Botswana: Politics of the alcohol levy

Correspondent
If there is any policy position that has been discomfiting and difficult to justify for the Government of Botswana, it has to be the alcohol levy. Eight years after the policy was introduced, not a single official in government other than President Ian Khama wants to be associated with it.

Even spin doctors have long stopped trying to justify it. The policy started as a joke. It will probably end as a joke.

The only tragedy is that it has resulted in real tragedy to many livelihoods and a real destruction of once thriving businesses.

The then Minister of Trade, Dan Moroka, was tasked with the onerous task of demonising alcohol to the nation.

From his tone in the numerous public meetings that he addressed, he was clearly unconvinced of the reasons he had been forced to convince the nation on. A dyed-in-the-wool entrepreneur, Moroka cut the image of a man who against his will had been forced to negotiate the sale of his most prized asset. The meetings he addressed across the nation were a pathetic sight.

One could not help but feel sorry for the man. He was participating in a game the rules of which went against his conscience.

The alcohol levy is by far the most glaring example of President Ian Khama’s scorched earth and absolutist demeanour.

The failures of this policy have given ammunition to the levy’s traditional critics who have always argued that it was a hurried project, predicated on medieval-like instincts and emotions that are not based on any scientific dictates.

The Alcohol Levy was introduced a few weeks after President Khama ascended. The haste with which it was introduced was most telling. It should be our hope that his successor will be even quicker to repeal it.

But as it stands, it is a policy mishap from which as a nation we might take longer than a generation to recover. To make the levy even brasher, it was introduced through a presidential decree without the slightest attempt to even disguise and dress it with any supporting legislative infrastructure that would have induced any semblance of popular legitimacy, however superficial.

This was perhaps a result of reluctant admission on the part of its patrons that the reasons advanced were unconvincing.

Other than assuaging the bloated egos of its inventors, it is infinitely impossible to identify even a single positive that has flowed from the levy. Economically, the alcohol levy has been a major tactical as it has been a strategic mistake.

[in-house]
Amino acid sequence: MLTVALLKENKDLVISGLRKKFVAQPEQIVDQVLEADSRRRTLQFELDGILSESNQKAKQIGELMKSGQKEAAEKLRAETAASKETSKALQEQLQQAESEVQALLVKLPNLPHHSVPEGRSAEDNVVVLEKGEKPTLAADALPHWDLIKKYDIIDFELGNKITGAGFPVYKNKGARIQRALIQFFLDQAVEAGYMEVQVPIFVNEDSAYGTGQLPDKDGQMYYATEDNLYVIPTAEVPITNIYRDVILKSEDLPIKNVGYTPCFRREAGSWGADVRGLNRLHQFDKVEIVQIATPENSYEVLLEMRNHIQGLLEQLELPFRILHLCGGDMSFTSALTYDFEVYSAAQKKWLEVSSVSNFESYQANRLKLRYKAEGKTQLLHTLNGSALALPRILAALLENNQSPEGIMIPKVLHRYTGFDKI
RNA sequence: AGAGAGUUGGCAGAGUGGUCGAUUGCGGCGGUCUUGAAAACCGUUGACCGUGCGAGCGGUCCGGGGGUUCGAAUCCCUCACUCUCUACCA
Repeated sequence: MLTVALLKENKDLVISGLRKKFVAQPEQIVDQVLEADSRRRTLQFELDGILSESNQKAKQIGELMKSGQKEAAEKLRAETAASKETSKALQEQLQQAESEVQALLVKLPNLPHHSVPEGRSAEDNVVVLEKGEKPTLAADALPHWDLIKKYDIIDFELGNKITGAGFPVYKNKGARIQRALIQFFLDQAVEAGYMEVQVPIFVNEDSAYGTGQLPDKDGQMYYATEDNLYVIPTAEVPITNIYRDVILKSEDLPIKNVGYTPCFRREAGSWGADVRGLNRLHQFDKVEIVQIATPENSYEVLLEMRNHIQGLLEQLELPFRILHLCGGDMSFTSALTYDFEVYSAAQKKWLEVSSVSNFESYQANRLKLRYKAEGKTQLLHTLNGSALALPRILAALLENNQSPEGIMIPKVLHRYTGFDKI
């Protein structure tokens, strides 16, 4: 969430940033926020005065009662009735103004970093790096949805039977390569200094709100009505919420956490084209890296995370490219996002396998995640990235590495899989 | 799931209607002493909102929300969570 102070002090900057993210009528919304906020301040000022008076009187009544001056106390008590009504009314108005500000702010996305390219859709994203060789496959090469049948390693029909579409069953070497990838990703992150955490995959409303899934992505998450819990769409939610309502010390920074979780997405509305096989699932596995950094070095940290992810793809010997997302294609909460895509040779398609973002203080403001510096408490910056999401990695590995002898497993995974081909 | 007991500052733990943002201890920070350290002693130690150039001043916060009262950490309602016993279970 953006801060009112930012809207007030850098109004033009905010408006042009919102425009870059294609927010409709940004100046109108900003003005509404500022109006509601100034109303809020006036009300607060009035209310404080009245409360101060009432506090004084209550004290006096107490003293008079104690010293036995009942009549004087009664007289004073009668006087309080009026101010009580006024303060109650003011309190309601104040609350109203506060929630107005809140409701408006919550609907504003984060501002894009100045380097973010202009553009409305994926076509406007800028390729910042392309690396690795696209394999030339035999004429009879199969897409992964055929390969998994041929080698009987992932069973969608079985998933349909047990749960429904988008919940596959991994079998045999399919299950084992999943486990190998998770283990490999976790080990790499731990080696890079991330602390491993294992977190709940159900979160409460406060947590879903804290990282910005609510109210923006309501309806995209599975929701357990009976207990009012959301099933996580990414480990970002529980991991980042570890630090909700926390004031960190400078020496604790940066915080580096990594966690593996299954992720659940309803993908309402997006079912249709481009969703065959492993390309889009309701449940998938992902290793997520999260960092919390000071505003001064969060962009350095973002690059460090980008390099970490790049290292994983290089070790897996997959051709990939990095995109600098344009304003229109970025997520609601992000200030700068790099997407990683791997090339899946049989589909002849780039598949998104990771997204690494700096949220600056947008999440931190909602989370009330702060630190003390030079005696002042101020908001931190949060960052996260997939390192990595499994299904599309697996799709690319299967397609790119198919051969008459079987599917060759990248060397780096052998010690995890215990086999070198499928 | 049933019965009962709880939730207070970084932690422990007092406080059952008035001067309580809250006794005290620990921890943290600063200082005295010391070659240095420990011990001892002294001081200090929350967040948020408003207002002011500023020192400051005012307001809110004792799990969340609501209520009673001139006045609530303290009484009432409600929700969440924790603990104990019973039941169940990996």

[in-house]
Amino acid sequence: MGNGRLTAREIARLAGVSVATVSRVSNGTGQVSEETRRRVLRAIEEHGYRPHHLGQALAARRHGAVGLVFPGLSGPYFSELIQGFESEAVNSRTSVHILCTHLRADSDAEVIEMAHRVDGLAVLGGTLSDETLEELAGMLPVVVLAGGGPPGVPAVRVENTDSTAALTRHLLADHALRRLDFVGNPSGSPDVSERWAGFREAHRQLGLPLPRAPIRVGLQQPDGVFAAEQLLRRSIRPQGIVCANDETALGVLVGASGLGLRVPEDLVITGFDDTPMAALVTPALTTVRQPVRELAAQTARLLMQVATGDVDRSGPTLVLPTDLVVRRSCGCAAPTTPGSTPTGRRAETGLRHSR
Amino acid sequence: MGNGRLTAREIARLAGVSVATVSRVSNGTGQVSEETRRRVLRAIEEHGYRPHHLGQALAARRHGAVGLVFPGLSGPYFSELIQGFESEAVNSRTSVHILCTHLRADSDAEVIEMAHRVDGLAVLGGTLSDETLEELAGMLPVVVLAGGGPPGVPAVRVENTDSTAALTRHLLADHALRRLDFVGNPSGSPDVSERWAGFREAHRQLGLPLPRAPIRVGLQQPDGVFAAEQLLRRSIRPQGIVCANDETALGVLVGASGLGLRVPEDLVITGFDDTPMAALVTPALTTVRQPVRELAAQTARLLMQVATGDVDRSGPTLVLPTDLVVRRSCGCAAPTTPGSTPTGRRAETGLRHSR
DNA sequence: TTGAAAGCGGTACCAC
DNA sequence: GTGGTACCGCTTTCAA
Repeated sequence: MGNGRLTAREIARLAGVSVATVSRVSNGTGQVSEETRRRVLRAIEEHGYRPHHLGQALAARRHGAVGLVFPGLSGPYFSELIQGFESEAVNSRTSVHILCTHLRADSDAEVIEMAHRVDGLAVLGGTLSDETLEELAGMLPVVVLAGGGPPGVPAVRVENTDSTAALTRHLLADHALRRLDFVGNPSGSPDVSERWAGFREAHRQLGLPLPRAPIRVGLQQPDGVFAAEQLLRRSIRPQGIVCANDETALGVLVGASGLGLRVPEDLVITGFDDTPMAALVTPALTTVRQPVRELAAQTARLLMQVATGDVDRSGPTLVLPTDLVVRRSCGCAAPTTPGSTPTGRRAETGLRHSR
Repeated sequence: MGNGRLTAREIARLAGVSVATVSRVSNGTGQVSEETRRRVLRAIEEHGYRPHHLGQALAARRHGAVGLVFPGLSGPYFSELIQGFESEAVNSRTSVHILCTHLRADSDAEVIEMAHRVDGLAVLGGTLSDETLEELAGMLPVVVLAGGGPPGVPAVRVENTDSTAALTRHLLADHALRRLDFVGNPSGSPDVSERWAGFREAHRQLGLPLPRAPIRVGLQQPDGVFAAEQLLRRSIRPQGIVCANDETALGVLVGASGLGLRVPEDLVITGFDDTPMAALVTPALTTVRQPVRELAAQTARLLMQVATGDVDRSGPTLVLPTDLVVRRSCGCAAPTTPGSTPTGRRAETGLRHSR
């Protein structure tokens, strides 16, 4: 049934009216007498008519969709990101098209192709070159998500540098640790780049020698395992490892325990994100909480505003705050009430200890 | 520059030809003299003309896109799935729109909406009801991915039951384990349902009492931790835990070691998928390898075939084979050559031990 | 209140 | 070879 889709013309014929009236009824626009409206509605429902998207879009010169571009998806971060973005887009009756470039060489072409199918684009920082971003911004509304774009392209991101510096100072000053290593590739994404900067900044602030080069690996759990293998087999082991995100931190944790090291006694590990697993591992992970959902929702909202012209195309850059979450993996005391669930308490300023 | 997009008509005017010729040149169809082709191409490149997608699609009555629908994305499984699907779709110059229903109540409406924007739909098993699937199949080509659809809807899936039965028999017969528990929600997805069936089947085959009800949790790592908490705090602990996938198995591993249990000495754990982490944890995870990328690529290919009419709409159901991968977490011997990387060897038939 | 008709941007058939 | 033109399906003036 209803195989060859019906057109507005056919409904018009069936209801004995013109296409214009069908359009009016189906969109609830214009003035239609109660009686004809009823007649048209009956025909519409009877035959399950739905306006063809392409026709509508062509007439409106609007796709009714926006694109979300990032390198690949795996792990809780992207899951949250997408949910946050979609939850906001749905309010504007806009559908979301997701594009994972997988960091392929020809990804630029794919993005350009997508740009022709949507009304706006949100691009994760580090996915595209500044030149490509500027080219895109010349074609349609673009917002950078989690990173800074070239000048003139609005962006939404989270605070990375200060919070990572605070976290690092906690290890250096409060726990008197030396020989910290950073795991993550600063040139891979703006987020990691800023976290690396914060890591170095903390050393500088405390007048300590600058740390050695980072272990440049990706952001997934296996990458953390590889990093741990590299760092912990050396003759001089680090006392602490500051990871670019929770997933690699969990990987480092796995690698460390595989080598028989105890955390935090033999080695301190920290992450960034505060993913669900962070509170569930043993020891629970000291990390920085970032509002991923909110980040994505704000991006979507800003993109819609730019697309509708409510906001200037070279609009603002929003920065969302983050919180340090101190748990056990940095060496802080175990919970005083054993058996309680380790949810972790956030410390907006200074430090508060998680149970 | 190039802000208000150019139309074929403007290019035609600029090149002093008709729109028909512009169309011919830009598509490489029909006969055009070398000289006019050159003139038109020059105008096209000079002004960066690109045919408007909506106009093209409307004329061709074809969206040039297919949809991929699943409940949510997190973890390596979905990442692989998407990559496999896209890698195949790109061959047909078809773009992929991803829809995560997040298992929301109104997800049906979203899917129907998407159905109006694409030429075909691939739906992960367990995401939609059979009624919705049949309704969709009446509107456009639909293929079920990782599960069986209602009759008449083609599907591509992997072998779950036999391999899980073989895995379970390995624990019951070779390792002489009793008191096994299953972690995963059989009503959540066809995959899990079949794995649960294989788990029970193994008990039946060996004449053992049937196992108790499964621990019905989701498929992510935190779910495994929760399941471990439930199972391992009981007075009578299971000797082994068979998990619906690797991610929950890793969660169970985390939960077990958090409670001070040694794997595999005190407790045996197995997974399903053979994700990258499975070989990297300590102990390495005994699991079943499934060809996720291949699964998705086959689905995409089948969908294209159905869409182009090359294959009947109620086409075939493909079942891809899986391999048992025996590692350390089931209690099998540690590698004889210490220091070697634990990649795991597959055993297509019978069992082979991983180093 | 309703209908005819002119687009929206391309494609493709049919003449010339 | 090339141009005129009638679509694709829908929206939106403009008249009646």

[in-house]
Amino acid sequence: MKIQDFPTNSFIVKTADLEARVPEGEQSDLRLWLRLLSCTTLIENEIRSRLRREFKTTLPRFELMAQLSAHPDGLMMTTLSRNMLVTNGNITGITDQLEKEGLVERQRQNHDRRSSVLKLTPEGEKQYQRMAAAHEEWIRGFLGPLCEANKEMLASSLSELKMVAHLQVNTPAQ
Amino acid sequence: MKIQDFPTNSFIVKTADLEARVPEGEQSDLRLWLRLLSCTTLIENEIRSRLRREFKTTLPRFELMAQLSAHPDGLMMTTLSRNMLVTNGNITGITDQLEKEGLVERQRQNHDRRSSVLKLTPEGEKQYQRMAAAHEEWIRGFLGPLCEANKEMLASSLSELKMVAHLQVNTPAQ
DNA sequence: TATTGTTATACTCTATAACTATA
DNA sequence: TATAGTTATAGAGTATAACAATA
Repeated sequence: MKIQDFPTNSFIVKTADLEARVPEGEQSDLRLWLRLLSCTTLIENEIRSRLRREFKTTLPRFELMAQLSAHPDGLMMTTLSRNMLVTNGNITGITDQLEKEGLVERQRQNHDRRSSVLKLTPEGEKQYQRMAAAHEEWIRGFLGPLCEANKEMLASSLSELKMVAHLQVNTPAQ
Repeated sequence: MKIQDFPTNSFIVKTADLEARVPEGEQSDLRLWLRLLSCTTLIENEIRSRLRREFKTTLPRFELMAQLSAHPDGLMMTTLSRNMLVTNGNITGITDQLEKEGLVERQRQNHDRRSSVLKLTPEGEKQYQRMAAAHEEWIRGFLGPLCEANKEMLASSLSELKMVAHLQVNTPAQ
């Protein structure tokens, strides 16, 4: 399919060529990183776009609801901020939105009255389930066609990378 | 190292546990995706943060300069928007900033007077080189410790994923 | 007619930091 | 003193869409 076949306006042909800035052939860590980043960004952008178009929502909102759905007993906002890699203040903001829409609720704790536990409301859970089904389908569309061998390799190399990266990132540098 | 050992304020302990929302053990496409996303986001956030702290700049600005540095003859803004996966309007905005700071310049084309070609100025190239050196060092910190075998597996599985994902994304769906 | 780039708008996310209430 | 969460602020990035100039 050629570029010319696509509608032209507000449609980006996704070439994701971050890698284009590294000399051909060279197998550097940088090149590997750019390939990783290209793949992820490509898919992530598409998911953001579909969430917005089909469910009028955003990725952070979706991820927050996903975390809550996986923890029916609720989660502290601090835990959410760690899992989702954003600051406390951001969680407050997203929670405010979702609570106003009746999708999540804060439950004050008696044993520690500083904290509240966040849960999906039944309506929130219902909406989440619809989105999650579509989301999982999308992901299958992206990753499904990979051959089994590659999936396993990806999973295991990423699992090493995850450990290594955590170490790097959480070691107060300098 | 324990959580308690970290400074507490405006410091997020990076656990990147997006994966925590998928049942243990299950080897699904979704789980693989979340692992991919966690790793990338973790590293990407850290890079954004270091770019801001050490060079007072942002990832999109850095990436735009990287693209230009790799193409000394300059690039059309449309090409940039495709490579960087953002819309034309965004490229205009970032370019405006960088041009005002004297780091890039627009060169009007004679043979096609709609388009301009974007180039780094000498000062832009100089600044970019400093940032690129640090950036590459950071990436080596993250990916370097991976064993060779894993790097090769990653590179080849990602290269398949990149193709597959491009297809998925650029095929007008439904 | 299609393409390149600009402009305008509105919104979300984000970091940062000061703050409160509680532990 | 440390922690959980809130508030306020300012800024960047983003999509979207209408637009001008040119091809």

Thousands of direct jobs in the brewing sector have been lost. Many more thousands indirect jobs have literally varnished as a result. Entire industries like those in entertainment have closed down. The once blossoming tourism sector, which across the world is increasingly getting inter-linked to the entertainment industry, has lost its verve. But then all those do not matter to the patrons of the levy whose fanaticism in its enforcement can only be compared to that of religious crusaders.

Eight years on, there is a visible dislocation between what was promised when the levy was introduced and what it has achieved. As it is we have all lost track of the reasons why the alcohol levy was introduced in the first place. Alcohol sales have not gone down — at least not in any manner that correlates with the levy.

There is no public accountability on how the money accrued from the levy is used.

Snippets coming from that side of the equation indicate a capricious level of unaccountability that easily borders on money laundering. Not a single alcohol addiction rehabilitation centre has been built in the country. The promise that Batswana would reduce drinking because alcohol had been made artificially too expensive has proved to be a wishful thinking. There is no evidence to suggest that because alcohol is now much more expensive, road accidents have been declining on account of the levy.

Divorce rates and domestic violence, twin evils that were a popular refrain used to justify the levy by its adherents, have continued to rise despite the levy.

The spread of HIV/AIDS, which the levy proponents had linked directly to low alcohol prices, continues unabated.

Other than being remembered as a historical nuisance from our political leadership, not many Batswana outside the Ministry of Trade will from the top of their heads remember how much the alcohol levy is today.

As in any secular, modern and liberal society, alcohol will always provide challenges of social malaise. But taking a swing for the fences as our government did with its introduction of a whimsical levy that was not supported by any public education was inevitably going to be counterproductive. And sure it has been!

It has constituted a phase in Botswana’s history that is best forgotten. — Sunday Standard.

 

 

 

 

 

 

 

 

 

 

 

 

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